Something has got to give and it’s likely to be countries like Bangladesh, Thailand, India and Pacific Islands such as Tuvalu and Kiribati, that suffer first. Indeed they are already suffering the effects of climate change with floods and land disappearing. There would be more outcry if it was Kirribilli, not Kiribati!
Back to the grist in the mill. What was new for me at the Pax/ARIES event was that “change based purely on procedure never works”. Wow, I mean that’s the ISO certifications, the FSC, PEFC and so on isn’t it? Procedures…and they will never work? Note that the quote says “purely on procedures”. So what is the missing action, the catalyst that will activate procedure into a working change proposition?

Thoughts. For change to work, especially sustainability change, the way people think from leadership down to the factory floor, needs to be changed. That’s what Pax Leader Labs is about, developing leaders who think differently; who can deliver shareholder value but change companies into sustainable enterprises—just as Ray Anderson did with his carpet tile business. As a great leader, he set the example. Even his company car was a humble Toyota Prius. ‘Thriving in perpetuity’ is a possible dream.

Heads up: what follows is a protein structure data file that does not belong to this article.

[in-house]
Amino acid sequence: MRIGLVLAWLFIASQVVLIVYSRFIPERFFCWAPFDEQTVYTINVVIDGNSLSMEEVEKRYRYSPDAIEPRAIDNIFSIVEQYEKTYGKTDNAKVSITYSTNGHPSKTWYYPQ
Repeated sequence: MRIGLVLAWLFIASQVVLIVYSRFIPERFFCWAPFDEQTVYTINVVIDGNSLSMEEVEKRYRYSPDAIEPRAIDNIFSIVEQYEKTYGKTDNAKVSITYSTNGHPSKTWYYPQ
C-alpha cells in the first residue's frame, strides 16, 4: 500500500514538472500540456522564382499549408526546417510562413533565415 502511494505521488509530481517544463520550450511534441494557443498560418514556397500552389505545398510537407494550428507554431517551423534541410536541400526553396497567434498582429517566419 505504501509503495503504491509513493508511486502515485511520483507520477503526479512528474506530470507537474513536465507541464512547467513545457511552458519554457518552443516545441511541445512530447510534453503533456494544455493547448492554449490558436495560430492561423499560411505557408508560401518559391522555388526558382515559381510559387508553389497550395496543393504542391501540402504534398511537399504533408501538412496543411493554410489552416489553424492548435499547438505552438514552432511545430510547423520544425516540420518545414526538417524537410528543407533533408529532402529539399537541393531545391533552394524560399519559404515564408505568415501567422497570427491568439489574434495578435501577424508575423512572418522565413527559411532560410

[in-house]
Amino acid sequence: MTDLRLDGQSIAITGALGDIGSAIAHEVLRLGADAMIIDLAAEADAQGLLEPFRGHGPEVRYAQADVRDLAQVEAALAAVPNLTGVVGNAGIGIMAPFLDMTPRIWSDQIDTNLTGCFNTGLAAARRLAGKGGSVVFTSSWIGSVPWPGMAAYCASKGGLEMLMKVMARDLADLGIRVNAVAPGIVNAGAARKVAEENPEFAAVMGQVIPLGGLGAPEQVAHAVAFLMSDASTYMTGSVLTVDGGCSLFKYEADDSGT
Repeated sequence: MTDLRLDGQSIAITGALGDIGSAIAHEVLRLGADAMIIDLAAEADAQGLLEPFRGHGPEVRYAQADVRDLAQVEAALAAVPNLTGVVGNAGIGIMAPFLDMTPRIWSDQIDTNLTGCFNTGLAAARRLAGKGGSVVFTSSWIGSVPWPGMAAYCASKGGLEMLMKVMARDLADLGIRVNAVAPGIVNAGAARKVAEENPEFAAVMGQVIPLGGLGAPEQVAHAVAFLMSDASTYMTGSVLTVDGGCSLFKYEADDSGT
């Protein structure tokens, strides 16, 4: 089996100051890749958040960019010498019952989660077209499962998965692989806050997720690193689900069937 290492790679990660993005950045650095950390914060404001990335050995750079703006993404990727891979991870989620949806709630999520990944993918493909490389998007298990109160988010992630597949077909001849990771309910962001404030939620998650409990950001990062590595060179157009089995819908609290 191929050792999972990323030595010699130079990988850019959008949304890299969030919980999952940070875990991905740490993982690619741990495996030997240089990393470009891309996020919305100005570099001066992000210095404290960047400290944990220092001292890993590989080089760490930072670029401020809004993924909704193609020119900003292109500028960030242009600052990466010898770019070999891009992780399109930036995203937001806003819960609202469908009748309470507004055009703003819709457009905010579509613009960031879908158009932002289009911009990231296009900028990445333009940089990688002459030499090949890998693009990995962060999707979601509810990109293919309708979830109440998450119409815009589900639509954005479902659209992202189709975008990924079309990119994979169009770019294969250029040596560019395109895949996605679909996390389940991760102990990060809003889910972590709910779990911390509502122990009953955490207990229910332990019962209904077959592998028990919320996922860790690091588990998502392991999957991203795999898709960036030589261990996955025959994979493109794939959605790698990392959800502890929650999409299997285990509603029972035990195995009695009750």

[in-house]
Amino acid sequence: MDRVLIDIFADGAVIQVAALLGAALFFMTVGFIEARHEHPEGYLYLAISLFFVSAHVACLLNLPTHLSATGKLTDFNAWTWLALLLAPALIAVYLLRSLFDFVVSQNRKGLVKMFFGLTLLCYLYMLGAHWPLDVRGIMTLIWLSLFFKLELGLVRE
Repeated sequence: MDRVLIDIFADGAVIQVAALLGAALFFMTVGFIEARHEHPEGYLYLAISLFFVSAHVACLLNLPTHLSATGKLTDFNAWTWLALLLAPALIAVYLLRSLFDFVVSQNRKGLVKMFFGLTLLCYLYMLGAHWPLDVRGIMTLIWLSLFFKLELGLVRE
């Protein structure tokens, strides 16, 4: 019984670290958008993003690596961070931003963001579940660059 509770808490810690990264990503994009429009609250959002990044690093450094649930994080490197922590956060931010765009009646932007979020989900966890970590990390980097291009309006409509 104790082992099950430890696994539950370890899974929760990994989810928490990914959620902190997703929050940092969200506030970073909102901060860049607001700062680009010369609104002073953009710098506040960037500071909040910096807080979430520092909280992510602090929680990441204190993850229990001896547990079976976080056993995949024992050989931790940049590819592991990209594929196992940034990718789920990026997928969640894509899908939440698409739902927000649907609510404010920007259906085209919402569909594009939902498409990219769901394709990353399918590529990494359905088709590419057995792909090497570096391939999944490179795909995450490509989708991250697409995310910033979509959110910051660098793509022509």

Failure is endemic

A sobering statistic is that between 70 and 90 per cent of change initiatives fail. TQM, M&A (private equity?), Business Process Re-engineering: less than 20 per cent become success stories because of the focus on procedure over culture-change or thought modification. “You are what you think you are” as one old sage put it.